My Magazine, My Way

By | March 20, 2009

Earlier this week Time Inc. announced an experiment they are conducting with a customized magazine dubbed “Mine.” The Boston Globe has the details, “Readers can select five titles from eight published by subsidiaries of Time Warner Inc. and American Express Co.: Time, Sports Illustrated, Food & Wine, Real Simple, Money, In Style, Golf, and Travel + Leisure. Editors will preselect the stories that make it into every biweekly issue, and readers won’t have the option of changing the picks from issue to issue.”

Rex Hammock of Hammock Inc, a custom media and social media marketing company wrote on his blog, “While the approach, technology and even editorial concept dates back decades, it is being touted as something new that “tries to mimic in printed form the personalized news feeds that have become popular on the Internet.” Hammock cites printing and binding technology that has been used to create customized publications.

Is a customized magazine going far enough? Has the time come for publishers to start using more personalization and 1:1 concepts to create a unique reading experience for the reader?

You can sign up for the free trial at The first 31,000 respondents have the option of receiving the print version and an electronic version will be available to 200,000.

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3 thoughts on “My Magazine, My Way

  1. Michael J

    i think the really cool thing about the mine experiment is that the rules of success have moved from number of eyeballs to number of hard leads. Once the metric makes good business sense, it becomes possible to have a standard for making advertising investment decisions.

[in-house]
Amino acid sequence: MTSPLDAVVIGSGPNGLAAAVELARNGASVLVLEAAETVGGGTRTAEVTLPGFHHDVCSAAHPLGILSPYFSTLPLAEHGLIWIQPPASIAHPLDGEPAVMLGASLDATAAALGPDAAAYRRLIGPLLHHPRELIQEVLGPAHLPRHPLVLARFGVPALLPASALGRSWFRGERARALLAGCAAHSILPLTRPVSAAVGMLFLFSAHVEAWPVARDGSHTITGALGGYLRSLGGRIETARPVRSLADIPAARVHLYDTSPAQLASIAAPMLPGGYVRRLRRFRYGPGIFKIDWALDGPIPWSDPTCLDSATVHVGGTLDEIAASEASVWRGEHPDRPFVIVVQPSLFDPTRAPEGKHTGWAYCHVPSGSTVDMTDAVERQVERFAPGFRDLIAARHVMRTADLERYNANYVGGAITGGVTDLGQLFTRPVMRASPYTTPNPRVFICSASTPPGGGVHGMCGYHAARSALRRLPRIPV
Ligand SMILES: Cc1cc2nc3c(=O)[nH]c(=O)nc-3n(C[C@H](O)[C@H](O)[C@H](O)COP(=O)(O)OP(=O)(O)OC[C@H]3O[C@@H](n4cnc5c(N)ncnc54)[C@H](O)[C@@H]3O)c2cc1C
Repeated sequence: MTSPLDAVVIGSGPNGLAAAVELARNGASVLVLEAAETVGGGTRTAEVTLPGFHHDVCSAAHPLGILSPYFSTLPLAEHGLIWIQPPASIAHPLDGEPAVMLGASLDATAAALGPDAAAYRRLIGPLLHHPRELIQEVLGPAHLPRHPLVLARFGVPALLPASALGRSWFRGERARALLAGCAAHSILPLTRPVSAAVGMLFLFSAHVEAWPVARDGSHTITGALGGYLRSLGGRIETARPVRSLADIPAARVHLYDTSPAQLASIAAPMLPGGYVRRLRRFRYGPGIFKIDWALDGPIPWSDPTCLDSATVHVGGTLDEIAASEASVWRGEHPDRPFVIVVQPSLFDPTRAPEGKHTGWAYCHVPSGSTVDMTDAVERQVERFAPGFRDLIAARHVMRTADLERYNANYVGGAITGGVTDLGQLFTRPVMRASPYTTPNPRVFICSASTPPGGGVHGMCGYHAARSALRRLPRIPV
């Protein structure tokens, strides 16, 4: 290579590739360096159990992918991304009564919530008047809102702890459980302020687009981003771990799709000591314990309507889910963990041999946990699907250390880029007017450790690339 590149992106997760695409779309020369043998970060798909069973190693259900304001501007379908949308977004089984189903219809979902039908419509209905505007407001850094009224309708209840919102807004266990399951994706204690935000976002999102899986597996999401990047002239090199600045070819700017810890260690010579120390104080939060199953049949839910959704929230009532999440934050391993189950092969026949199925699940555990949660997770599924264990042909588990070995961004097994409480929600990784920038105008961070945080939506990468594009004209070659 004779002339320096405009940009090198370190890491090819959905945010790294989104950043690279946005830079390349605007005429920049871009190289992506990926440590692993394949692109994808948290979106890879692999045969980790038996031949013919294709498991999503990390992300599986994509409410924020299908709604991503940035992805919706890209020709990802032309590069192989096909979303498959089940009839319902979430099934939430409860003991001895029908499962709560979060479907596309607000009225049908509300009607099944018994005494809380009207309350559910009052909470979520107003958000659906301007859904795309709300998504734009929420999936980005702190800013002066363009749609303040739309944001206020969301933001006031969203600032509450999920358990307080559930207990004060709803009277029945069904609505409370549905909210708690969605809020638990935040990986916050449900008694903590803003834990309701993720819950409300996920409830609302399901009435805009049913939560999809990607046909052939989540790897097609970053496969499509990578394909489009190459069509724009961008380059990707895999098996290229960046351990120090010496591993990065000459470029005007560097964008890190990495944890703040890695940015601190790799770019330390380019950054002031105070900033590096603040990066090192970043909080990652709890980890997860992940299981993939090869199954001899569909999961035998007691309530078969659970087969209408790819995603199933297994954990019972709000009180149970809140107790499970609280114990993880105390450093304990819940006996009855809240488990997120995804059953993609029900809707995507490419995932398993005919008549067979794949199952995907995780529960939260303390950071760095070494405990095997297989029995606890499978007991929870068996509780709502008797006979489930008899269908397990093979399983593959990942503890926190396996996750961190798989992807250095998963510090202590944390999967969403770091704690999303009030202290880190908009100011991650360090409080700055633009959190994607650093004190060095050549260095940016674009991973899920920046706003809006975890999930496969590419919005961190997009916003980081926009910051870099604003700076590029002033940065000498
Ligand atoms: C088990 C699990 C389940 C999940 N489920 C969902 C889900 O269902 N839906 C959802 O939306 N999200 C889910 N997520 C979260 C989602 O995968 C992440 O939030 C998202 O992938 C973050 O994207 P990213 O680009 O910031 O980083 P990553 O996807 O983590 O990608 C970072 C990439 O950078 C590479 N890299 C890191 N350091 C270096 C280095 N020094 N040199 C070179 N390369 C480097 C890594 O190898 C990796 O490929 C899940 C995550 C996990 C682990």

Lifetime customer value – customer acquisition cost – customer retention cost = $X. The job is to increase X. Increase LCV, decrease CAC and CRC. If Print does it, the money will start flowing back into print.

    The problem with transpromo so far, is that most businesses do not have a number for life time customer value, customer acquisition costs or customer retention costs. In that context, it makes lots of sense that InfoPrints recent successful experiment in TransPromo have been in the gaming industry. They are one of the few industries that really have the numbers.

  2. Don Piontek

    Magazines have been customized by (mostly advertising) for decades. TIME magazine currently publishes over 200 distinct “versions” weekly (i.e. Dentists version, oncologists version), These are assembled with differentiated signatures on high-speed saddle-stitching machines.

    From a technology standpoint, this is a “no brainer” for printers. Because of print volume, quality, and cost issues, the magazine segment is still not ready for digital prime time. This is clearly an effort to compete with electronic media in offering a more personalized print experience. We’ll have to wait to see the results

  3. Susan

    I just got “Mine.” Two of the five magazines they included in my magazine, Sports Illustrated and Golf, I absolutely did not indicate interest in when I ordered. Kind of a terrible first impression of the product, to say the least.

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